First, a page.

Christ of the Celts, 2008 (Jossey-Bass: San Francisco) 2-4.

 

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A Conversation with Heartbeat Pilgrimage Scholar, Brother Timothy Joyce

Brother Timothy Joyce, of Hingham, MA is a Benedictine monk at Glastonbury Abbey. He was one of the first recipients of Heartbeat’s Pilgrimage Scholarship Award and consequently made the journey to the Isle of Iona for a retreat with John Philip Newell last month. “I have recently celebrated my 80th birthday,” he told us, “I want to mark this rite of passage in my life with an experience such as Iona. I have led Celtic Spirituality retreats and workshops. I want time and space such as the Isle of Iona, with its natural beauty, can provide. I am learning more about myself as well as God, the Christ, the meaning of life in an evolutionary world. Closeness to nature has become very significant in my search.”

Why did you want to go to the Isle of Iona?

I was looking for a place in nature for a retreat to mark some important passages in my life. The opportunity to go to Iona seemed like a providential call. This had been a sacred place on my previous visits and I relished the time and space to pray, reflect, celebrate.  I had also read John Philip Newell’s works and resonated with his teachings.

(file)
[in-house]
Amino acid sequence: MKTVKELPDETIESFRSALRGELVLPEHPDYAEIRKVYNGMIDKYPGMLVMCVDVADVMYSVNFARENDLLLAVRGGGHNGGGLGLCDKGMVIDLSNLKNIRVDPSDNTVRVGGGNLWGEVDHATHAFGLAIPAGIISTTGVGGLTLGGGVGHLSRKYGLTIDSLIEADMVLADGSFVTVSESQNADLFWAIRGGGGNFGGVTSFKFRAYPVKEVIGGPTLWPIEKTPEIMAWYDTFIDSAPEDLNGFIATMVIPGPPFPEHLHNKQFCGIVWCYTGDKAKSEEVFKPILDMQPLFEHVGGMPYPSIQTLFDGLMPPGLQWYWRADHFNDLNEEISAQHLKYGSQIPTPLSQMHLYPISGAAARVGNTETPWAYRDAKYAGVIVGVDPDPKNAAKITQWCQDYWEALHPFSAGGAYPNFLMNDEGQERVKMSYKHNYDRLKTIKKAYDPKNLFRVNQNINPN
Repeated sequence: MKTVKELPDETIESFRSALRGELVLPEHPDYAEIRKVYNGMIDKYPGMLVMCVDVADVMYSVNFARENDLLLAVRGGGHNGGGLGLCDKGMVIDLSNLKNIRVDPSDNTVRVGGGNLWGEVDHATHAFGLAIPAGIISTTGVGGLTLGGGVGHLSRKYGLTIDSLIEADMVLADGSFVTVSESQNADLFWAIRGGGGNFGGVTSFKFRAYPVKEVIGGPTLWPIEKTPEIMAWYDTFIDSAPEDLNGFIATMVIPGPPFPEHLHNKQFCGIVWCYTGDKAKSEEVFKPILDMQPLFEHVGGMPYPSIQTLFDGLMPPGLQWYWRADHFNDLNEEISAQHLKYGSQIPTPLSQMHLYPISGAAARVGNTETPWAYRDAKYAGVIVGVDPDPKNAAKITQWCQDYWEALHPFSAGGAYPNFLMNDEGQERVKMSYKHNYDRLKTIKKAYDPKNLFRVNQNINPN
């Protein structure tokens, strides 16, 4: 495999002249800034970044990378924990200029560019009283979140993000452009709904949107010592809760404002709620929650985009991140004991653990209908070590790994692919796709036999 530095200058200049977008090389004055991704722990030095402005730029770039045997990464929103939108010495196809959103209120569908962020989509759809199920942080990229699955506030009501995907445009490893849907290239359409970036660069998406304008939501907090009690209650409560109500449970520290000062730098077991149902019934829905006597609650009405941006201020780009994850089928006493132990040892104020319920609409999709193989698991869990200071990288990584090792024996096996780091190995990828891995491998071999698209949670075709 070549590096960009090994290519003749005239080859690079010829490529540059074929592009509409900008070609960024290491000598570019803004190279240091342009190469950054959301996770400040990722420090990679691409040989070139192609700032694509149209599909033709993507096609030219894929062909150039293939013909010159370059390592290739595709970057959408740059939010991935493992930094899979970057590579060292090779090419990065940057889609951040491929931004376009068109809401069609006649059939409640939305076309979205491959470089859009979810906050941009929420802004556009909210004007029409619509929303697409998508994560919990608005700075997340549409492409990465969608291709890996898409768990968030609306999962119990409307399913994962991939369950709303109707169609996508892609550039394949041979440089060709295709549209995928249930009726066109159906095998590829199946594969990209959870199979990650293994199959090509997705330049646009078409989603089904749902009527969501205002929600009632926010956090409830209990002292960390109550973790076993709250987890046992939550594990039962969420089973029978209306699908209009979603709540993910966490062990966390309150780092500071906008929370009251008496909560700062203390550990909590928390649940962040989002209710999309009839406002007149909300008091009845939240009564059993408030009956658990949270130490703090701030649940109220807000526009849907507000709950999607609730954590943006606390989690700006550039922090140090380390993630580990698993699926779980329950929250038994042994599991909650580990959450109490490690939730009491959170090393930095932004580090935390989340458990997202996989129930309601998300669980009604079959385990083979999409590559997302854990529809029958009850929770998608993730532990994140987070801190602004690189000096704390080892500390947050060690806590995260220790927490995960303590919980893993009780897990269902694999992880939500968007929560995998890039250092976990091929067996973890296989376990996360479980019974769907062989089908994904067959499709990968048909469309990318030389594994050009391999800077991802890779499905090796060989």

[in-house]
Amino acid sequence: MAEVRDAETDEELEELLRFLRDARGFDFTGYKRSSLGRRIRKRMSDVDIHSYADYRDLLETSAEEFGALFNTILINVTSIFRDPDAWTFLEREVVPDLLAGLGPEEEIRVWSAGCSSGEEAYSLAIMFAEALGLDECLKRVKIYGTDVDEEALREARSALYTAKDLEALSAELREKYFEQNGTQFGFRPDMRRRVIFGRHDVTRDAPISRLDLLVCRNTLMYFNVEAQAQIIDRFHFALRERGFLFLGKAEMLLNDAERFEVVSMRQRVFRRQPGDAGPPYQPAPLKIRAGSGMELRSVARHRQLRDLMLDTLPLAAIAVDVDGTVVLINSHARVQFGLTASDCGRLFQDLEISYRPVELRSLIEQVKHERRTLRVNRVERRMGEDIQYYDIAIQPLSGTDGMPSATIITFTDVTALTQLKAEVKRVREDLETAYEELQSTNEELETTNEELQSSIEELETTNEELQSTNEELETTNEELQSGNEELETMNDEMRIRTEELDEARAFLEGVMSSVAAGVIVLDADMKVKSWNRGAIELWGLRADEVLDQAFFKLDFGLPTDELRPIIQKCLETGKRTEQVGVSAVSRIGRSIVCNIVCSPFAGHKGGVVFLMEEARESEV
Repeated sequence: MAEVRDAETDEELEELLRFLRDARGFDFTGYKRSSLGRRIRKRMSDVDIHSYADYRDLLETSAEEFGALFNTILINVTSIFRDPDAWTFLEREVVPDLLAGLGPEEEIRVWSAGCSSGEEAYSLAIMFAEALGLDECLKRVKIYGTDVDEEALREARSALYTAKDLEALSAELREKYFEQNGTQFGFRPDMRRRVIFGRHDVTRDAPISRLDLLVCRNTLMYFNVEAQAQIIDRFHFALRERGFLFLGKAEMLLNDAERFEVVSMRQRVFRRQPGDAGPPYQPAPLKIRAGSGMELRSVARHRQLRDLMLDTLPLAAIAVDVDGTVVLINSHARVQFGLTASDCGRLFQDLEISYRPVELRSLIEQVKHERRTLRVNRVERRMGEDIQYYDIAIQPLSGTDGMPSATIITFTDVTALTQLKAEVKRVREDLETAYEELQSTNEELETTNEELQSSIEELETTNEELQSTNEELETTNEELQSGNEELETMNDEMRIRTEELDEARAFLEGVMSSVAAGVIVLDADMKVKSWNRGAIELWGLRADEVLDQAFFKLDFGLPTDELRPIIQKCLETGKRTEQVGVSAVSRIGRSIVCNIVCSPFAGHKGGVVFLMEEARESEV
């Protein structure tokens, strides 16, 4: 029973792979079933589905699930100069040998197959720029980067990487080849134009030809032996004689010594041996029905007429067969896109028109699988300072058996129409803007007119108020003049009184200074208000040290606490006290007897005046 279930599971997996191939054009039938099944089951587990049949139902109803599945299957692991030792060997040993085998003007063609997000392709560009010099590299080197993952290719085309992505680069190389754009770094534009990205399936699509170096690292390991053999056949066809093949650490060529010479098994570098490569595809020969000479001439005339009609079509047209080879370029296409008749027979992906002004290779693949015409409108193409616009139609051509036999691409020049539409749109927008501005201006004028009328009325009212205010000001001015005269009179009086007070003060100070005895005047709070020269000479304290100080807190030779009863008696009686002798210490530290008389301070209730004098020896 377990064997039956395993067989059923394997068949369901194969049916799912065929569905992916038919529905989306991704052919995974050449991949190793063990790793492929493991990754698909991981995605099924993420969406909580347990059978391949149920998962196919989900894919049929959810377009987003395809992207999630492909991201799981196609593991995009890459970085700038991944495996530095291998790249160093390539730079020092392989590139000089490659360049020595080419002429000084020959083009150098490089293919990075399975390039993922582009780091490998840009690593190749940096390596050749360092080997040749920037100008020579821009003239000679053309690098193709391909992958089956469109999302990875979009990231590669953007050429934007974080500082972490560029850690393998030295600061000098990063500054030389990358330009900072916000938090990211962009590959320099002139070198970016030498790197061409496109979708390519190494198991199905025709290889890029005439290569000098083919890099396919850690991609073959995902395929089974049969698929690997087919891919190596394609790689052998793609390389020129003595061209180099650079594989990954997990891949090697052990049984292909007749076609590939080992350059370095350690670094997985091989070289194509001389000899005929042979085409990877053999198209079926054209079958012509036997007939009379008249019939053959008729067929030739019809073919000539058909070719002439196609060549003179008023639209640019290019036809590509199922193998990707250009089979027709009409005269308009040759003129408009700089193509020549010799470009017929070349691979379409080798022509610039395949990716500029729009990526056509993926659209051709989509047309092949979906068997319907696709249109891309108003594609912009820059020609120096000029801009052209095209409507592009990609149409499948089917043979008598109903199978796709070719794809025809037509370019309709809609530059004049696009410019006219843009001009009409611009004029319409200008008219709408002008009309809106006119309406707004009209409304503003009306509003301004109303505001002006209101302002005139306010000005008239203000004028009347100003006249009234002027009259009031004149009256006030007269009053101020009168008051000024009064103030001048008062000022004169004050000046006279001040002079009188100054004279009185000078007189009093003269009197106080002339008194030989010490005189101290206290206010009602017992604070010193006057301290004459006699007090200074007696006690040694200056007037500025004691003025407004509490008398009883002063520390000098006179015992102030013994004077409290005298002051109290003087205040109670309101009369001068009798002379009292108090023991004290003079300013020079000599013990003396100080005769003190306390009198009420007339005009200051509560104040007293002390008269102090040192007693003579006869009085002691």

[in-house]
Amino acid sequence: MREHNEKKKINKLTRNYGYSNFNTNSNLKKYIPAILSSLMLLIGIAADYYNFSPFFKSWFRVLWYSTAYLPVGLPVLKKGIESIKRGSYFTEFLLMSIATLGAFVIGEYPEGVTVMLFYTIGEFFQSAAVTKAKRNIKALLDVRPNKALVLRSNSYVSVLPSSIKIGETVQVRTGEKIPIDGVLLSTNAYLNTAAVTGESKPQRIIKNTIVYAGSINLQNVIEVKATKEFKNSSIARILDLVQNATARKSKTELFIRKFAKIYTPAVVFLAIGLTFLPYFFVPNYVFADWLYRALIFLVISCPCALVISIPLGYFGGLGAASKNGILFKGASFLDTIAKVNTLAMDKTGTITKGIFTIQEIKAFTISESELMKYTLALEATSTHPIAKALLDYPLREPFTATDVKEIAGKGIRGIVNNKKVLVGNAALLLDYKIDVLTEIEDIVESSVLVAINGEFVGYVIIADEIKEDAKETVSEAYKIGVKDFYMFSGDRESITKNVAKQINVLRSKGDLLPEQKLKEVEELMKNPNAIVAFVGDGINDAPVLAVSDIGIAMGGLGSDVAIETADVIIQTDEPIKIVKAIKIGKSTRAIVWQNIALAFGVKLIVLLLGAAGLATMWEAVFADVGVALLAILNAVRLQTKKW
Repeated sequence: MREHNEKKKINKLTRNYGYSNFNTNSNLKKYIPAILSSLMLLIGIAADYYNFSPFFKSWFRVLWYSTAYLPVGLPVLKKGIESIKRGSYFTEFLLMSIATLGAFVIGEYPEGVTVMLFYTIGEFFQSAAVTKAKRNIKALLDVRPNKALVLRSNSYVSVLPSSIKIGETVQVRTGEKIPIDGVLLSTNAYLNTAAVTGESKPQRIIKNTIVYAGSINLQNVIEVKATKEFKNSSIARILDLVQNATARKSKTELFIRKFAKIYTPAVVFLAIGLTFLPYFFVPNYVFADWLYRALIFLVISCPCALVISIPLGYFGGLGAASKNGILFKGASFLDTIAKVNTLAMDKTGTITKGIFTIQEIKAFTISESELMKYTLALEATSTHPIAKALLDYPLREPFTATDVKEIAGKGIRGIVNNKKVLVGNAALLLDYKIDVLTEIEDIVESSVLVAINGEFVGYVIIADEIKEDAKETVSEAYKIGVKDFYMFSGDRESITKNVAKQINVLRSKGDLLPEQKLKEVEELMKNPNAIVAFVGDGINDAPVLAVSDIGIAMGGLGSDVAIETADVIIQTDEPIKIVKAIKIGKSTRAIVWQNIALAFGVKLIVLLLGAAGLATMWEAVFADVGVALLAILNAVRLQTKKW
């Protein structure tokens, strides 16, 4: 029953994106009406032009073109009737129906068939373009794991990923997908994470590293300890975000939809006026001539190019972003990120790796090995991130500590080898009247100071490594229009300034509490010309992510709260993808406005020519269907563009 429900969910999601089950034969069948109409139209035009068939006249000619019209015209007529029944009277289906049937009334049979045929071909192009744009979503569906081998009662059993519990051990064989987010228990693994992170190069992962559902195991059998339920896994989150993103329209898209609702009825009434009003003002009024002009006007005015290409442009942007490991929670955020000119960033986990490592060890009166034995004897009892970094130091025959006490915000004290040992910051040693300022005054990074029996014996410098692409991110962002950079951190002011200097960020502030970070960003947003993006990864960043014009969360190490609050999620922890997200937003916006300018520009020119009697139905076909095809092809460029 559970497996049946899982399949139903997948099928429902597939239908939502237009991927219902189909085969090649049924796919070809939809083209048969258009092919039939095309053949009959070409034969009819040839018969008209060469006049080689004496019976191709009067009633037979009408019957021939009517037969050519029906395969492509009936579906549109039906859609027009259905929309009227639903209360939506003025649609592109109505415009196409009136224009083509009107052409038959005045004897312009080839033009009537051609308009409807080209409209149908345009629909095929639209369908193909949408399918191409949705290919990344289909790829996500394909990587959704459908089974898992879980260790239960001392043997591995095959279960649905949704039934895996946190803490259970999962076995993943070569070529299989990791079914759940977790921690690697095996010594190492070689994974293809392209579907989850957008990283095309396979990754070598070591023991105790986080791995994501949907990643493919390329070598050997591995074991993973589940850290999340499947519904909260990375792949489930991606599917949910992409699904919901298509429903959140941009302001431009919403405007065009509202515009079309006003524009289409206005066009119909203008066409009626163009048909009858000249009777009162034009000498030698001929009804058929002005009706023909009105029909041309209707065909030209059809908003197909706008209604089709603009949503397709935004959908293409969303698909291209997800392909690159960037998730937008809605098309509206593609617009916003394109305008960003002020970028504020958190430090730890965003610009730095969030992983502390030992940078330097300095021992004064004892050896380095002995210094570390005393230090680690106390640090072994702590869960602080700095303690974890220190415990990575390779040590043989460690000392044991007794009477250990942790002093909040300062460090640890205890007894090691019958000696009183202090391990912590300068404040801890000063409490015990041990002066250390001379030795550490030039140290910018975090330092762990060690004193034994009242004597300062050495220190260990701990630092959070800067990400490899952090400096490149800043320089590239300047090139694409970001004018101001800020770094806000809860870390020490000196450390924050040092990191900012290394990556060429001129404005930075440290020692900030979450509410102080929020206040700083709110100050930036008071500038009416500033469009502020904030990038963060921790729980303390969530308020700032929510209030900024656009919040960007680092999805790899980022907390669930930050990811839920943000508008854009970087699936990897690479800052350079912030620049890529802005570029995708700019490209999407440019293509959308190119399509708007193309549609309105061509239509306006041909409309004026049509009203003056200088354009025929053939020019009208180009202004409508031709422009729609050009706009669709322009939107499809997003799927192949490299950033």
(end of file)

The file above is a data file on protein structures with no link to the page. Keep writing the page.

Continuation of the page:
Br. Timothy Joyce at the Nunnery Ruins on the Isle of Iona.

Br. Timothy Joyce at the Nunnery Ruins on the Isle of Iona

The opportunity to go to Iona seemed like a providential call.

What stood out to you about the experience?

It was a total, embracing experience. Truly a thin place, Iona is a sacred environment – the land, the air, the sea, the abbey church. Then there was this group of 36 wonderful people who were caring, supportive, loving and very open. The meals, the talks,the hiking together, the prayer times in the abbey church were all  joyous encounters with God and each other.

How did the experience impact you?

I believe I came away with a little more urgency of living and spreading the gospel message in all its social dimensions.  I also may be more free to speak and live this message.

Anything else you want to share?

I am truly very grateful for this rich opportunity. It was more than I had hoped for.
Overlooking Columba's Bay

Overlooking Columba’s Bay

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Iona Abbey

Iona Abbey